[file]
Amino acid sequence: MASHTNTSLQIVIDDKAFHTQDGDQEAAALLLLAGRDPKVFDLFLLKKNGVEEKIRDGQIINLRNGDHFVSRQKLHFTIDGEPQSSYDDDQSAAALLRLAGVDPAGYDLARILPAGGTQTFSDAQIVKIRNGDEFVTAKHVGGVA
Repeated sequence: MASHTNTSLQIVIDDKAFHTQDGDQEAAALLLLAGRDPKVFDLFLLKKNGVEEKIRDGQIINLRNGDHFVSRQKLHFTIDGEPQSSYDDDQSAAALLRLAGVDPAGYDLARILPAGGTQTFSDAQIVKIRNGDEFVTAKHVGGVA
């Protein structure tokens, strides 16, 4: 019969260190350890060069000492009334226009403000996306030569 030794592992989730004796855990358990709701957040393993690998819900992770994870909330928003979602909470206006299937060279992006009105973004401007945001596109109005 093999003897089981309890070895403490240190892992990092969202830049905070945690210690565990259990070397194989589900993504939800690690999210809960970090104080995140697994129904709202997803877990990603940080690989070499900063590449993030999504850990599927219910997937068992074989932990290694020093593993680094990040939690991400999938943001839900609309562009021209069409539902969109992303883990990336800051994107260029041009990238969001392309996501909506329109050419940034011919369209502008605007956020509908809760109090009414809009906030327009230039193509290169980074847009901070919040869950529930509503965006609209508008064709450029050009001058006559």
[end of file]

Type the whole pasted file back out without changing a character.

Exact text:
Amino acid sequence: MASHTNTSLQIVIDDKAFHTQDGDQEAAALLLLAGRDPKVFDLFLLKKNGVEEKIRDGQIINLRNGDHFVSRQKLHFTIDGEPQSSYDDDQSAAALLRLAGVDPAGYDLARILPAGGTQTFSDAQIVKIRNGDEFVTAKHVGGVA
Repeated sequence: MASHTNTSLQIVIDDKAFHTQDGDQEAAALLLLAGRDPKVFDLFLLKKNGVEEKIRDGQIINLRNGDHFVSRQKLHFTIDGEPQSSYDDDQSAAALLRLAGVDPAGYDLARILPAGGTQTFSDAQIVKIRNGDEFVTAKHVGGVA
């Protein structure tokens, strides 16, 4: 019969260190350890060069000492009334226009403000996306030569 030794592992989730004796855990358990709701957040393993690998819900992770994870909330928003979602909470206006299937060279992006009105973004401007945001596109109005 093999003897089981309890070895403490240190892992990092969202830049905070945690210690565990259990070397194989589900993504939800690690999210809960970090104080995140697994129904709202997803877990990603940080690989070499900063590449993030999504850990599927219910997937068992074989932990290694020093593993680094990040939690991400999938943001839900609309562009021209069409539902969109992303883990990336800051994107260029041009990238969001392309996501909506329109050419940034011919369209502008605007956020509908809760109090009414809009906030327009230039193509290169980074847009901070919040869950529930509503965006609209508008064709450029050009001058006559």